Lately though, I've been a wreck.  As the day gets closer, I seem to suffer from more and more anxiety.  Although this is a "race" with many other people participating, it's really a personal challenge that I have to complete all by myself.  Each day I feel the anxiety growing, but I know as soon as I dip my rear wheel in the Atlantic Ocean and roll off the beach towards the west coast of Florida I'll settle in and be just fine. 

In addition to this event being the longest and most difficult bicycling adventure I've ever decided to do, it's also the most selfish.  Once I made my decision I had the full support of my friends and family but it has come at a price.  Over the last few months I've spent time alone on the bike to prepare, which has led to me missing time with those same friends and family.  This is MY race and I'm solely responsible for getting ready and being able to drag my ass across the state, but I sorta miss being social.   

That being said, I decided to do this for a few reasons...

First, I miss Florida.  The REAL Florida.  And what better way to see that part of the state than by bicycle, riding off the beaten path far away from most people and all the tourist-y shit that place is known for.  I plan to enjoy the scenery while I'm suffering, and seeing the Florida backcountry for three (or more) days should keep me motivated.

Second, I needed a challenge.  I was sort of bored with plain old mountain biking.  Riding alone with a fully loaded bike for a couple hundred miles and camping along the way seemed like a good way to switch it up.  It's been working so far.  I like being alone, and I've definitely been doing that a lot.

Third, who gives a shit.  Yeah, this will be a difficult challenge for me, but not everyone will see it that way.  My hardcore bike friends have done things way harder than this so it's probably not a big deal to them.  My non-bike friends?  They think the whole thing is crazy.  Maybe it is, but who gives a shit.  While I appreciate the support I've been given (and will hopefully continue to get), I don't have time for any negativity.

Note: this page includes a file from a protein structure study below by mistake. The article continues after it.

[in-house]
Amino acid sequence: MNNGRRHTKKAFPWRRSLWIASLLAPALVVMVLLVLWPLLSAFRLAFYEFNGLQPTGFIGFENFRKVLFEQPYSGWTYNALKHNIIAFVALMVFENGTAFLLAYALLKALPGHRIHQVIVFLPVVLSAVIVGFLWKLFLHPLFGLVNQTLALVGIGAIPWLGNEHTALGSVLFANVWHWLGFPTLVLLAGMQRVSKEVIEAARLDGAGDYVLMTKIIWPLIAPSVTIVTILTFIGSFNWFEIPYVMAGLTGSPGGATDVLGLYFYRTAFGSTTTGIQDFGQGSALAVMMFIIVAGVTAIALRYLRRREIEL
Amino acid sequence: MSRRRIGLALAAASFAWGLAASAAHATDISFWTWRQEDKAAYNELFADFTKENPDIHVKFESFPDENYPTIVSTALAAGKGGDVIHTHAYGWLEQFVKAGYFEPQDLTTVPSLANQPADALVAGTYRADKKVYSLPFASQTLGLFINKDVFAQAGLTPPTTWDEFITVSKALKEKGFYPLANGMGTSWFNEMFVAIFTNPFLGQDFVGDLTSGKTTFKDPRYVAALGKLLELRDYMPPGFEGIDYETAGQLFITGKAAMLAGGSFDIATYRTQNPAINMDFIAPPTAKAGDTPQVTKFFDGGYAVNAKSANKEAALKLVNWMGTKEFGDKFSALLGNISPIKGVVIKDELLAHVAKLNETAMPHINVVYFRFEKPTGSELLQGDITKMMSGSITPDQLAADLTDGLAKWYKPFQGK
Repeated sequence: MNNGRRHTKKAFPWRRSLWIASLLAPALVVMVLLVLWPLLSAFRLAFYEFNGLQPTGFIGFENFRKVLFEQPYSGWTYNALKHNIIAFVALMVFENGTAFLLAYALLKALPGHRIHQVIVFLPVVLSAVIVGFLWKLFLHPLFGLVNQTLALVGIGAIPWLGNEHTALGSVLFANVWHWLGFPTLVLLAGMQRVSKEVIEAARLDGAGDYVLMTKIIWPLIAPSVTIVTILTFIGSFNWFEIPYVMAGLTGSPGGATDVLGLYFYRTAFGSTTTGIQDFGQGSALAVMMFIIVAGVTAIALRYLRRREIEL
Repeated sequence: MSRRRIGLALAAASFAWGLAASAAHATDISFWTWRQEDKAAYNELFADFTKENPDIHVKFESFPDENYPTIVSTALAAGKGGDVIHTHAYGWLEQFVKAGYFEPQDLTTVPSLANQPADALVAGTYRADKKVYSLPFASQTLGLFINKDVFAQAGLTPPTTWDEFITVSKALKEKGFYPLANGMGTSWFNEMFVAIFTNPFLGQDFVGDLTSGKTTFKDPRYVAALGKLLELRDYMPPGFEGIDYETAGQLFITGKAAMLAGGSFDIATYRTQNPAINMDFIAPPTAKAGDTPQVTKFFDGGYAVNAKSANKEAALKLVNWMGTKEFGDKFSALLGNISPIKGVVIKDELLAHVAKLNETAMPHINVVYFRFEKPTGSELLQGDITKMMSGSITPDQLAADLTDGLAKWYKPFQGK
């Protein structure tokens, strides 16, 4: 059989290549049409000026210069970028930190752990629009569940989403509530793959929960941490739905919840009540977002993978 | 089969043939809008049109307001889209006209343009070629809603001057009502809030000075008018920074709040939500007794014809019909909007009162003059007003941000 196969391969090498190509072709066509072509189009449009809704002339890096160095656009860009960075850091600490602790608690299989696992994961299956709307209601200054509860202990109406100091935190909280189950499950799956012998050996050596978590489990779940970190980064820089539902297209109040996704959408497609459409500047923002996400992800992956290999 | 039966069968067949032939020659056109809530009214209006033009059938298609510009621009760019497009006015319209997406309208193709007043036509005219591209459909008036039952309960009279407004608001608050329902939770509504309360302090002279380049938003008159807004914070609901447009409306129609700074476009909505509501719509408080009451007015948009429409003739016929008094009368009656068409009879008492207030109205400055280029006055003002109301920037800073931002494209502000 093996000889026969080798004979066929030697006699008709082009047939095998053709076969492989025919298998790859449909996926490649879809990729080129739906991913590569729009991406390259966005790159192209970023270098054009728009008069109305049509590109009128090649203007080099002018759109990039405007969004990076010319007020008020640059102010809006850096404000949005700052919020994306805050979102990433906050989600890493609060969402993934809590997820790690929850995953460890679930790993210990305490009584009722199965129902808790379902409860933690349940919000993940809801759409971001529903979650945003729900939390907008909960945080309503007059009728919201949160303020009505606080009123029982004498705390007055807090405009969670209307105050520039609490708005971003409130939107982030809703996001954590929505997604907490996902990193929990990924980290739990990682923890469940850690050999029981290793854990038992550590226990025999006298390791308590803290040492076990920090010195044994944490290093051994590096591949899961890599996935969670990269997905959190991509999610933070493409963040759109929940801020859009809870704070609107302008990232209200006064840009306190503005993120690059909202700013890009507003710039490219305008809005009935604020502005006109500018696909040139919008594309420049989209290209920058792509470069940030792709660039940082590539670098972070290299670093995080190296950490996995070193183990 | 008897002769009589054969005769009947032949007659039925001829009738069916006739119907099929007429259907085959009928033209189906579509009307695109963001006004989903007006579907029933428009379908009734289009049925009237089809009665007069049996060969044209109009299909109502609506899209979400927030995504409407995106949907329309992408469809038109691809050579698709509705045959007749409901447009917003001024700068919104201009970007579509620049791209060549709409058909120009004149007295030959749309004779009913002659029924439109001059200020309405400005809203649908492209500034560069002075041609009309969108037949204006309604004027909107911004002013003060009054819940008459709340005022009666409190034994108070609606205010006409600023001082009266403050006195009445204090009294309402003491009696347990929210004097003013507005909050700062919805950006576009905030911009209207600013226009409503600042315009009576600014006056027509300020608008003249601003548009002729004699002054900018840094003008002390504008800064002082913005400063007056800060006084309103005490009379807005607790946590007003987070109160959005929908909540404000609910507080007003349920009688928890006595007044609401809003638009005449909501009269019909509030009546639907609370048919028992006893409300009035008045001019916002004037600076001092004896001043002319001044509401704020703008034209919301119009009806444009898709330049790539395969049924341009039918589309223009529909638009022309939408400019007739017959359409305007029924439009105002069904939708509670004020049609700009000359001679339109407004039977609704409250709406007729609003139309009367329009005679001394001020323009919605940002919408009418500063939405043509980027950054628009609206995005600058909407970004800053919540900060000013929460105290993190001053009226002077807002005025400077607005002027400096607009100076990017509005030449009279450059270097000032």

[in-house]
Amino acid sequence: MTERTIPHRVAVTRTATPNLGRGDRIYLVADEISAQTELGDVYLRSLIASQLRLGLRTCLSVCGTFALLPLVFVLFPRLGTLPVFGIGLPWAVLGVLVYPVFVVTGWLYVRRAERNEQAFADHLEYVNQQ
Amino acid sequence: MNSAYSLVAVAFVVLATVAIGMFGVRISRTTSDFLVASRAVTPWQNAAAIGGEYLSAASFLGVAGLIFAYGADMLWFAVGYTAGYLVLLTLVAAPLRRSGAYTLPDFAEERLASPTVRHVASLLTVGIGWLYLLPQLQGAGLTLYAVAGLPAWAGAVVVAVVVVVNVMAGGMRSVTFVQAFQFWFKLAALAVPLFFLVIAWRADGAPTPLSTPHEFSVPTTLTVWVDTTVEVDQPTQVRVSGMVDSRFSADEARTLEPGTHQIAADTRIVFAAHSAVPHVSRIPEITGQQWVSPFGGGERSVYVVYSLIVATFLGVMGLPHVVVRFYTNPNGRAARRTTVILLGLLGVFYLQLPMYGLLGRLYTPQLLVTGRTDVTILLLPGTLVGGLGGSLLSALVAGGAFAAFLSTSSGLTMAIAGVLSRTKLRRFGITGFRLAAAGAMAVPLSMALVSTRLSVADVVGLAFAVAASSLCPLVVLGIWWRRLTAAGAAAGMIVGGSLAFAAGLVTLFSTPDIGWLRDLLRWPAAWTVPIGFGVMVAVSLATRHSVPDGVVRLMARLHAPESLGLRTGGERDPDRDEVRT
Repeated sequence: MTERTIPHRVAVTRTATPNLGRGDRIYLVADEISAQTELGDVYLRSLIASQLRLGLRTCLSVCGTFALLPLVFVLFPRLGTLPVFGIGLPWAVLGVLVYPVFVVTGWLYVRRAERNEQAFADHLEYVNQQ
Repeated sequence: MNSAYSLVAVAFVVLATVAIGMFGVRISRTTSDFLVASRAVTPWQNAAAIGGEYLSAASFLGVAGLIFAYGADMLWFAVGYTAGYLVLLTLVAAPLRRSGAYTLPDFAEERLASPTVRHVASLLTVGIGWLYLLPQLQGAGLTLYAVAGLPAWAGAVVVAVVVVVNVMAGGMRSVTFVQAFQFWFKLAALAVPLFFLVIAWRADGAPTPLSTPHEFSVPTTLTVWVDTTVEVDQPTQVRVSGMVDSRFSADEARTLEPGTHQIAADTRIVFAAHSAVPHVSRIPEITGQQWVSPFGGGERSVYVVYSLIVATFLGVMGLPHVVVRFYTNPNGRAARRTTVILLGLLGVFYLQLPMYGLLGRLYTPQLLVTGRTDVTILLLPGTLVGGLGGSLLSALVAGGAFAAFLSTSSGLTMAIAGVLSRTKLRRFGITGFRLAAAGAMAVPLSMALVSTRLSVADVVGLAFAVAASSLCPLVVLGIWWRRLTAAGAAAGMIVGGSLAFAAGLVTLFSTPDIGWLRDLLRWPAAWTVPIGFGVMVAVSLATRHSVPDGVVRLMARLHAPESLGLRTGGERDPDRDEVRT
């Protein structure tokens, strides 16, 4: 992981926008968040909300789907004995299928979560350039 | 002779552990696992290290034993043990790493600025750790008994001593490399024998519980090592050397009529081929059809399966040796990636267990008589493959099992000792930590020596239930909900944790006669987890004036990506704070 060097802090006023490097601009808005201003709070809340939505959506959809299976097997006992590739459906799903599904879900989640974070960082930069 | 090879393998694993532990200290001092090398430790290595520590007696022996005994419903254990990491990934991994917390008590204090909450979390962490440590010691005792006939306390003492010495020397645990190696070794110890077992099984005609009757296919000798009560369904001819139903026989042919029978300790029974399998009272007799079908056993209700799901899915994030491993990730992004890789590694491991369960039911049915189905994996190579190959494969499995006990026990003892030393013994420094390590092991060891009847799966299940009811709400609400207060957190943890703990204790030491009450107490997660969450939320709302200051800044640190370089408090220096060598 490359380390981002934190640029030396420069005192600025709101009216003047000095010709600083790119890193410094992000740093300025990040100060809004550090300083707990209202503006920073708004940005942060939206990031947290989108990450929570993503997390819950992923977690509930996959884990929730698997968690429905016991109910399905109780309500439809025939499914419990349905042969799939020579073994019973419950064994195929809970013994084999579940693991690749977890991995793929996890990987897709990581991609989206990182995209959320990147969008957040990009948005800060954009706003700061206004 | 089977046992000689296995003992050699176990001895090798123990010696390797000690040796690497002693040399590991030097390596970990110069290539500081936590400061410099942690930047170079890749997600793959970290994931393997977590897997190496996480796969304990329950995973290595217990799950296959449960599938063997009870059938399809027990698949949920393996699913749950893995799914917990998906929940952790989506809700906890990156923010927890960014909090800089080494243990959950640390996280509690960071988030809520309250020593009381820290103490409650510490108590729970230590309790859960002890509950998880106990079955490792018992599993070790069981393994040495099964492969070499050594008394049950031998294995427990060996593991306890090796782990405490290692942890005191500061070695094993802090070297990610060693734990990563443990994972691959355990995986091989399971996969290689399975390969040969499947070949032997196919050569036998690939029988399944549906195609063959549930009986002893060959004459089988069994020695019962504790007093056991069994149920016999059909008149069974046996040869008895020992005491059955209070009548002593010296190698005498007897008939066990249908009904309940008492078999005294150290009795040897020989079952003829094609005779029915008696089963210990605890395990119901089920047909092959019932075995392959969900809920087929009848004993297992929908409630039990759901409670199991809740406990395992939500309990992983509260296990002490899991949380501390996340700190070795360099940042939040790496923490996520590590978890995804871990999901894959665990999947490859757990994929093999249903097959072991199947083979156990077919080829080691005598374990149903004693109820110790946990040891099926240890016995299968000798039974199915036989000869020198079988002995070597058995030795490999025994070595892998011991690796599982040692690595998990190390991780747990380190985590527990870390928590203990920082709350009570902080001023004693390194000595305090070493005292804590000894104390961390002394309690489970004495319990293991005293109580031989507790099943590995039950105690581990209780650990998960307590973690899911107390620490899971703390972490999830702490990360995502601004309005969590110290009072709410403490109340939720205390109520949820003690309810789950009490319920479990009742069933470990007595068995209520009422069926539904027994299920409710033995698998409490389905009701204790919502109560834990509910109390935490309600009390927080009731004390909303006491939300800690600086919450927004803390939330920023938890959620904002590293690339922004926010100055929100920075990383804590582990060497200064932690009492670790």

Did I miss anything?  Probably.  There are probably other reasons, but the simplest one is just that I want to see if I can do it (and of course have some fun along the way.) 

Anyway, I'm not sure where I was going with all that.  As the day approaches though, I'm still getting ready.  After turkey was consumed last Thursday, I planned a ride for the next day.  It was Black Friday, but that doesn't mean a damn thing to me.  While a lot of people were out shopping, I was outside all by myself.

It was sort of eerie.  Even the local greenways were pretty much empty.

I did one of my usual routes, but I added some extra adventure here and there.  I tried to take cut-throughs that weren't there and ended up spending a lot of time backtracking. 

Although I had a modest mileage goal of around fifty, the main objective was to spend at least 6 hours in the saddle.  It's too late to add any fitness at this point, but it's definitely not too late to keep my mental game sharp.

Riding on varied terrain helped a ton.

Like most of my local rides, I spend much of the time on greenways too.  Two in particular I rode to and from both ends.

About six hours in, I was only about ten miles from home.  I figured I would come close to my secondary goal (mileage-wise) but I felt like I could stand some more time in the saddle.  But then I felt like I should be social for some reason.  I don't know why that thought entered my head at that particular time, but I obeyed it and took a detour away from my house and headed towards The Spoke Easy to break up my "training."

It was worth it.

What's unique about this is that it's the first time since I started bikepacking that I've stopped for a beer.  In the past I would always wait until I got back home to reward myself.  Even the overnight trips I did were without beer.  I know, that's odd for me.  Who gives a shit.  I had a second beer, shot the shit with some friends I hadn't seen in forever, then hopped back on the bike towards home.

The beer stop was much needed.  On the way back home I was in a better place mentally (and not just because of the alcohol.)  I started to remember why I am riding bikes in the first place... for fun.  Damn all the stress, I'm here to have a good time.

When I got home I ended up with a little over seven hours of riding time (and yes that's minus the beer stop.)  I just stood in my garage thinking about what comes next and a sense of calm came over me...

Then I started looking at all the shit I still needed to do to get my equipment ready.  More on that tomorrow.

Yeah, I said tomorrow.  Two days of blogging in one week?  You betcha.